Snake Bite: Sleeping Malaysian Toddler Bitten By Deadly Cobra

Snake Bite: Sleeping Malaysian Toddler Bitten By Deadly Cobra

The deadly creature had been hiding under the mattress...

What we’re about to tell you is the unthinkable, almost like a scene out of a horror movie. 

On Monday morning (December 4), two-year-old Muhammad Izz Fayat Sumardi was peacefully sleeping in his Perak home near his mummy. They were both asleep on a mattress kept on the floor. 

Izz’s father Sumardi Chek had just got home after work and was hoping to get some sleep himself, when he heard his youngest son wailing. 

“He was screaming and crying. When my wife checked his left palm, she saw traces of blood and snake bite marks.

“Panicked, I rushed him to the Raja Permaisuri Bainun Hospital. Izz was crying relentlessly and he was becoming weak as his left hand started turning blue,” he told The New Straits Times. 

The tot had been bitten by a vicious cobra measuring almost one metre long. The reptile had been hiding under the mattress according to reports, and was caught by the Malaysian Civil Defence Force, mentioned Sumardi. 

Snake Bite: Sleeping Malaysian Toddler Bitten By Deadly Cobra

The little Malaysian boy fought the deadly cobra venom for a full 24-hours, before he started to feel better.

Touch-and-go for 24 hours after the snake bite

It was an agonising 24 hours in more ways than one for the entire family, as little Izz struggled through the pain of the cobra venom in his tiny body, despite getting treatment on time. 

Sumardi said the little one’s pain was very obvious – he would cry in agony every time was was awake. 

But the good news is that he is on his way to getting better. 

“I know he was and still is in pain, but ‘Alhamdulillah’, this morning, he could smile and only his left hand is still swollen, up to his elbow. The doctor also informed me that his lungs and kidneys are okay,” added the relieved dad. 

What to do if you see a snake or suffer from a snake bite

While this incident happened in neighbouring Malaysia, we all know that Singapore too is home to snakes, with sightings of both cobras and pythons being not that rare. 

Here are some tips on keeping your family safe (and away!) from these reptiles. 

Snakes in Singapore: 

  • Most snake sightings in Singapore occur in areas dense with trees. However, this does not mean that the odd snake will not creep into your garden if it is in pursuit of prey. The best way to deter them from entering your home is to keep a neat and tidy garden.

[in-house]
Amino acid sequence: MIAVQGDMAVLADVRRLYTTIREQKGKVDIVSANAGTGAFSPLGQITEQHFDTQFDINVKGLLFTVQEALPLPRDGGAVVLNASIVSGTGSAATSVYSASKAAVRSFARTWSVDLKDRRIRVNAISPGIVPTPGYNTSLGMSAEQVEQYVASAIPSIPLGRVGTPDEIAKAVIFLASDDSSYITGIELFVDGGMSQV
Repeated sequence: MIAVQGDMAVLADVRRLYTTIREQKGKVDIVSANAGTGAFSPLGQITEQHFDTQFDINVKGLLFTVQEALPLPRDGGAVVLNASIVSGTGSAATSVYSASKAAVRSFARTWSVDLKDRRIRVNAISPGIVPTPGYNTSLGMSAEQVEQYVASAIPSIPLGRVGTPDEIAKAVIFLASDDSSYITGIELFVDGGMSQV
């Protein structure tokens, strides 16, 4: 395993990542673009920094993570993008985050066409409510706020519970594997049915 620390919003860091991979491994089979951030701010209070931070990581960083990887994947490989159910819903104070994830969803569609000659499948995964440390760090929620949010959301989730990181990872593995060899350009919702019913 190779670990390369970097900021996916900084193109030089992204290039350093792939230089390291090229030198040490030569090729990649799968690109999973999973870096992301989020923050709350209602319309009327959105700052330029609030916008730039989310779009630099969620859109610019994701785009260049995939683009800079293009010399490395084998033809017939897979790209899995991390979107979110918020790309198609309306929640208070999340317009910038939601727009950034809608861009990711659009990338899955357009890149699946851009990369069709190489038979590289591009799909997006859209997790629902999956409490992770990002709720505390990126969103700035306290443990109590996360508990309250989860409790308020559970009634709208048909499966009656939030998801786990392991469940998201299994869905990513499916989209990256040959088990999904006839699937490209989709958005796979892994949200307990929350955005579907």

• Avoid piling up grass and leaves in your garden – these spots provide shelter for reptiles. 
  • Keep in mind that snakes might be attracted to water features like ponds. 
  • Always keep your dog on a leash in unfamiliar, woody areas. 

If you see a snake: 

  • The advice from ACRES is that if you see a snake in the wild, you should walk away slowly and quietly. 
  • Do not provoke them – they will attack if they feel threatened. 
  • Snakes are nocturnal animals, so be aware of this if you are walking or running in woody or grassy areas at night. 
  • Tell children to avoid poking their hands into drain pipes or other narrow, confined areas – these could be hiding places for snakes. 
  • Never approach a seemingly dead snake. These creatures are adept at playing dead when they feel threatened. 
  • If you come across a snake in a built environment (home, a building, road, other confined area), call the Acres 24-hr wildlife rescue hotline: 9783 7782.

Snake bite: Do’s and don’t (from the  Department of Emergency Medicine at Singapore General Hospital): 


  • Call 995 for medical help. 
  • Keep the victim calm and as still as possible. A semi-reclined position with the bite wound below the level of the heart is best. This will help prevent the venom from spreading to other parts of the body. 
  • Tie a bandage 2 to 4 inches above the bite wound to slow the spread of venom in the body. If the bite area turns cold or numb, the bandage is too tight. Loosen it. 


  • Apply a tourniquet, cut the wound or try to suck the venom out. 
  • Apply ice – this can affect blood circulation. 

Stay safe, mums, dads and kids! Remember, just as much as you want to avoid snakes, they want to avoid you too! 


The New Straits Times


Image: Screengrab – CNA


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